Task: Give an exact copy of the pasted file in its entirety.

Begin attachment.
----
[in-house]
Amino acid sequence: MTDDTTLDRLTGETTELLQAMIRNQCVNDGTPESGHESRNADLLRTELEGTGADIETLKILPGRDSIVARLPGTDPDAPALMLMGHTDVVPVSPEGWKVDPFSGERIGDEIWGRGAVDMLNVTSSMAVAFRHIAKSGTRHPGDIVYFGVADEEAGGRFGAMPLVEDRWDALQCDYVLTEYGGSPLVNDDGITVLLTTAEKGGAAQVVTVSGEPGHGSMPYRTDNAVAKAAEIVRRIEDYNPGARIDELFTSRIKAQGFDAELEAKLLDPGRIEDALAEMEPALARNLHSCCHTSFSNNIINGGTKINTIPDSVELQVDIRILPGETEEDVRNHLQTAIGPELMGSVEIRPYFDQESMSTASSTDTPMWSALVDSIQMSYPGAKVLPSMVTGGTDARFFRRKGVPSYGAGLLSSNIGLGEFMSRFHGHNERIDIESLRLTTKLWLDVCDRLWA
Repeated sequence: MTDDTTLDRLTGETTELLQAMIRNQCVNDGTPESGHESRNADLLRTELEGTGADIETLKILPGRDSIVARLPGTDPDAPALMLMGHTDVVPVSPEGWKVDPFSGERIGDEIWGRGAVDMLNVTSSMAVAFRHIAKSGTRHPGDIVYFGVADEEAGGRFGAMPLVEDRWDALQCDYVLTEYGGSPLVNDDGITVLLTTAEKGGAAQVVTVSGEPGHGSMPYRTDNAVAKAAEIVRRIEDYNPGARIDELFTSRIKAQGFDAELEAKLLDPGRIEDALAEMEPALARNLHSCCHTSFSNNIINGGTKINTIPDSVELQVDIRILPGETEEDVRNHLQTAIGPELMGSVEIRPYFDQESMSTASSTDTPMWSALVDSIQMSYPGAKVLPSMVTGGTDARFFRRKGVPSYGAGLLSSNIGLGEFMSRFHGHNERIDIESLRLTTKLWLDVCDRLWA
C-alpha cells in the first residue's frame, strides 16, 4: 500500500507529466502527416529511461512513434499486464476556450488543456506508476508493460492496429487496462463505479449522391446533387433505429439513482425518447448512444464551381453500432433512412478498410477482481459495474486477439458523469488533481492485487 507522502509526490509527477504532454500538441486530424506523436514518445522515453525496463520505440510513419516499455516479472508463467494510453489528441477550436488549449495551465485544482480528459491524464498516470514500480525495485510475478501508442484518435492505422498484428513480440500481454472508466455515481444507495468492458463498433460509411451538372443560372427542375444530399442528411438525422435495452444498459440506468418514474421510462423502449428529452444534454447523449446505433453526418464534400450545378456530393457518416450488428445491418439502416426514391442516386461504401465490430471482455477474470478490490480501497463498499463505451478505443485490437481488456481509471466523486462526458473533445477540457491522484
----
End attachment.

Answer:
[in-house]
Amino acid sequence: MTDDTTLDRLTGETTELLQAMIRNQCVNDGTPESGHESRNADLLRTELEGTGADIETLKILPGRDSIVARLPGTDPDAPALMLMGHTDVVPVSPEGWKVDPFSGERIGDEIWGRGAVDMLNVTSSMAVAFRHIAKSGTRHPGDIVYFGVADEEAGGRFGAMPLVEDRWDALQCDYVLTEYGGSPLVNDDGITVLLTTAEKGGAAQVVTVSGEPGHGSMPYRTDNAVAKAAEIVRRIEDYNPGARIDELFTSRIKAQGFDAELEAKLLDPGRIEDALAEMEPALARNLHSCCHTSFSNNIINGGTKINTIPDSVELQVDIRILPGETEEDVRNHLQTAIGPELMGSVEIRPYFDQESMSTASSTDTPMWSALVDSIQMSYPGAKVLPSMVTGGTDARFFRRKGVPSYGAGLLSSNIGLGEFMSRFHGHNERIDIESLRLTTKLWLDVCDRLWA
Repeated sequence: MTDDTTLDRLTGETTELLQAMIRNQCVNDGTPESGHESRNADLLRTELEGTGADIETLKILPGRDSIVARLPGTDPDAPALMLMGHTDVVPVSPEGWKVDPFSGERIGDEIWGRGAVDMLNVTSSMAVAFRHIAKSGTRHPGDIVYFGVADEEAGGRFGAMPLVEDRWDALQCDYVLTEYGGSPLVNDDGITVLLTTAEKGGAAQVVTVSGEPGHGSMPYRTDNAVAKAAEIVRRIEDYNPGARIDELFTSRIKAQGFDAELEAKLLDPGRIEDALAEMEPALARNLHSCCHTSFSNNIINGGTKINTIPDSVELQVDIRILPGETEEDVRNHLQTAIGPELMGSVEIRPYFDQESMSTASSTDTPMWSALVDSIQMSYPGAKVLPSMVTGGTDARFFRRKGVPSYGAGLLSSNIGLGEFMSRFHGHNERIDIESLRLTTKLWLDVCDRLWA
C-alpha cells in the first residue's frame, strides 16, 4: 500500500507529466502527416529511461512513434499486464476556450488543456506508476508493460492496429487496462463505479449522391446533387433505429439513482425518447448512444464551381453500432433512412478498410477482481459495474486477439458523469488533481492485487 507522502509526490509527477504532454500538441486530424506523436514518445522515453525496463520505440510513419516499455516479472508463467494510453489528441477550436488549449495551465485544482480528459491524464498516470514500480525495485510475478501508442484518435492505422498484428513480440500481454472508466455515481444507495468492458463498433460509411451538372443560372427542375444530399442528411438525422435495452444498459440506468418514474421510462423502449428529452444534454447523449446505433453526418464534400450545378456530393457518416450488428445491418439502416426514391442516386461504401465490430471482455477474470478490490480501497463498499463505451478505443485490437481488456481509471466523486462526458473533445477540457491522484